responsible (and in most cases
the bank is right) because they
are not required to foreclose.
The property remains in a state of limbo without anyone caring for it, which causes it to fall into disrepair. To resolve the finger pointing between an owner and bank, a H&S receiver can be appointed to take control of and abate the nuisance property.
- (3) Owners with hoarding issues or other mental health conditions: These are difficult cases because the owner is often a kind person that is unable to properly care for their property. These owners may have rodent infestations, fire hazards, and other nuisances that endanger public health and safety, but the owner is unable to comprehend the dangers.
Now that some common scenarios giving rise to H&S receiverships have been explained, how does a receivership resolve a nuisance property? The answer is that, for all intents and purposes, the receiver becomes the owner of the property. Therefore, the receiver can remove anyone improperly occupying the property, borrow money against the property, and hire contractors to clear debris and repair the property. Thereafter, the receiver can sell the property to a responsible owner, to the extent that no responsible party comes forward to pay the costs of remediation.5
One of the most common questions asked regarding receivership is how do receivers get paid and what happens to the proceeds from the receivership sale? In many cases, a receiver is paid through the issuance of receiver certificates, which become a super-priority lien against the property pursuant to court order. The general rule is that funds from the sale of real property are required to be distributed
However, receiver certificates are typically assigned super- priority status over existing liens.7 This is because most lenders are unwilling to provide funding to remediate nuisance properties absent a guarantee of priority of payment. The funds borrowed by the receiver pursuant to a receiver certificate are used to remediate the property and, where appropriate, pay the receiver’s fees and costs, subject to court approval.8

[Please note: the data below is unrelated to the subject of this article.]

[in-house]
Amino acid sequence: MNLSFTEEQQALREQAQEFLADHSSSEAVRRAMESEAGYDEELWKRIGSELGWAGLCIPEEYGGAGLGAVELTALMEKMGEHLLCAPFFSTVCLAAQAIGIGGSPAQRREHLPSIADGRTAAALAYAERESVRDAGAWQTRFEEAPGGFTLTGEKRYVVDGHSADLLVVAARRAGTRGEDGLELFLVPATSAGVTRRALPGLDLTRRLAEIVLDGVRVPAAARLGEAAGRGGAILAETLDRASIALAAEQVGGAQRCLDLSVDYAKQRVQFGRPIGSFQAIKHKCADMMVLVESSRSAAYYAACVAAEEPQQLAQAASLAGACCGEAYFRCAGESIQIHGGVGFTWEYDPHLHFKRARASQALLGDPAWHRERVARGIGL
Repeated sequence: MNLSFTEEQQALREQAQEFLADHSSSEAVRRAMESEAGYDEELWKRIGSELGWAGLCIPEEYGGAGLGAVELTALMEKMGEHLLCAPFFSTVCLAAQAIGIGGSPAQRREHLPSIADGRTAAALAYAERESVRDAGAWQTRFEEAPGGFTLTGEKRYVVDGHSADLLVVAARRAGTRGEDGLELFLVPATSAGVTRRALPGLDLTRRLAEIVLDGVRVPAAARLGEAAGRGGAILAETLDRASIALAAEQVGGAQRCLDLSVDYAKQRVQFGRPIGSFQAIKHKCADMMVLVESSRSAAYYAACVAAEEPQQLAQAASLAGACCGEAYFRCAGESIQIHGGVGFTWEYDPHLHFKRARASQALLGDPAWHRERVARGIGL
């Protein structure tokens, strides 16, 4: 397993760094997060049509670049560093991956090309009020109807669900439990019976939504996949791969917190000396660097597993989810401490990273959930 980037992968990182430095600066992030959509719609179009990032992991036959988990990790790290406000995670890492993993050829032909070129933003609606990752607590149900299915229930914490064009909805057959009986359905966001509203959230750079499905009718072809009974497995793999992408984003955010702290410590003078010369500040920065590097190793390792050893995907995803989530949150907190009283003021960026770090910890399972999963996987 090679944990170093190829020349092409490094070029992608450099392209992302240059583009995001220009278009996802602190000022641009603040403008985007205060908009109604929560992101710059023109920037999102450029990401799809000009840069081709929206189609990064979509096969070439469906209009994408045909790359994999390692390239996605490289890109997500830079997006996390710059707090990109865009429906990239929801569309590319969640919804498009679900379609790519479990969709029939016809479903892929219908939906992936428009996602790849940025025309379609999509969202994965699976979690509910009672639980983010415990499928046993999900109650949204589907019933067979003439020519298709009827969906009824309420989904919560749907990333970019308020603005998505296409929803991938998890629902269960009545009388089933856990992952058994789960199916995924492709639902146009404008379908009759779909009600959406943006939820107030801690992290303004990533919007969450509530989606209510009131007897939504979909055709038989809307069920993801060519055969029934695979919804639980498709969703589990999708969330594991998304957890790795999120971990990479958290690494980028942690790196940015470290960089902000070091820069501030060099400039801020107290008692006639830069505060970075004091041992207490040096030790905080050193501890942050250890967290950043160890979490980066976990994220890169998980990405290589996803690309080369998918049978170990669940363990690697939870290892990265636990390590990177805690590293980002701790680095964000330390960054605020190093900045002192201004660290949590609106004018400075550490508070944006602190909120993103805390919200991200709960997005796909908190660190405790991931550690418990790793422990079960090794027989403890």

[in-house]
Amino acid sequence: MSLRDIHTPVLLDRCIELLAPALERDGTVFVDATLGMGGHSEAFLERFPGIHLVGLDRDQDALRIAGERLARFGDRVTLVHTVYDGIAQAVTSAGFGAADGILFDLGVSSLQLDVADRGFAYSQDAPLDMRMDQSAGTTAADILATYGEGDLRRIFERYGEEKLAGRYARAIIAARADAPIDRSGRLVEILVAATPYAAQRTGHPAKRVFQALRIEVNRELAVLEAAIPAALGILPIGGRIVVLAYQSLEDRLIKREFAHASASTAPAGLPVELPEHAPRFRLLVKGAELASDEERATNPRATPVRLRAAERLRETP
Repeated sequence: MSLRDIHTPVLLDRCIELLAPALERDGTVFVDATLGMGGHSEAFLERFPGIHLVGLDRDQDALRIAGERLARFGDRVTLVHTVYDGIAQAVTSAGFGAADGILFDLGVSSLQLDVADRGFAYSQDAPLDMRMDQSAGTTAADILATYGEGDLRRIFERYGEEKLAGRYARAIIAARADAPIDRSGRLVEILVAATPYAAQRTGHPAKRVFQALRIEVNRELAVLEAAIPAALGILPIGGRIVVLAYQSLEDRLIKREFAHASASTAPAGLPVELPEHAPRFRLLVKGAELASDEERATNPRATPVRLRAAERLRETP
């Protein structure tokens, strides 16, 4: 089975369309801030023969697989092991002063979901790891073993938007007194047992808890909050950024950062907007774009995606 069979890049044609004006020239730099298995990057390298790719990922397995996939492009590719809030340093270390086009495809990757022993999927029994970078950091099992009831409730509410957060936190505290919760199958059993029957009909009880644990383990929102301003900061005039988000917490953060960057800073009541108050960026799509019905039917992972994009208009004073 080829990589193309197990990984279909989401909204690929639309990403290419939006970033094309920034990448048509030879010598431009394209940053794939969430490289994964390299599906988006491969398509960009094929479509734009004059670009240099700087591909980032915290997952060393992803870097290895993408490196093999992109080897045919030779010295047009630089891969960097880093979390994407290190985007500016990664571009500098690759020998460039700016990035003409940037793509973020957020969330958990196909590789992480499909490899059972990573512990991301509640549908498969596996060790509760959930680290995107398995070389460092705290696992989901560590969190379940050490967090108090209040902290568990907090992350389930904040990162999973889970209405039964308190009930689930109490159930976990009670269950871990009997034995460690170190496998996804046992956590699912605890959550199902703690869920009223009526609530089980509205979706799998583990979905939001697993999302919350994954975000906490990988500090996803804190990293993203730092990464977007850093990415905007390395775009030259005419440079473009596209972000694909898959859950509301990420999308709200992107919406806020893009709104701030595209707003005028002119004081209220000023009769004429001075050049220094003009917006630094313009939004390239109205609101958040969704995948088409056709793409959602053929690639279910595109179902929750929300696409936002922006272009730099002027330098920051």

In the end, H&S receiverships are an excellent tool for any municipality to understand and utilize for nuisance properties. This is because every municipality has properties that cause major headaches and appear unsolvable. However, local leaders can look to H&S receiverships to abate major nuisance properties.
- California Rule of Court1 3.1175-3.1184.
- Federal Rule of Civil Procedure 66
- (City of Santa Monica v. Gonzalez (2008) 43 Cal. 4th 905, 928-929.)
- City of Desert Springs v. Valenti (2019) 43 Cal. App. 5th 788, 793-794.
- California Code Civ. Proc., §568.5
- Bear Creek Master Assn. v. Southern California Investors Inc. (2018) 28 Cal. App. 5th 809, 817.)
- City of Sierra Madre v. Suntrust (2019) 32 Cal. App. 5th 648, 661; see also County of Sonoma v. Quail (2020) 56 Cal. App. 5th 657, 672-673.)
- California Rule of Court 3.1184
*Ryan Griffith is an attorney licensed to practice law in California and Washington D.C. Mr. Griffith serves as an attorney and receiver at Bay Area Receivership Group. Mr. Griffith is also a law professor at Golden Gate University School of Law and Empire College of Law where he teaches Remedies, Trial Advocacy, and Real Estate Transactions.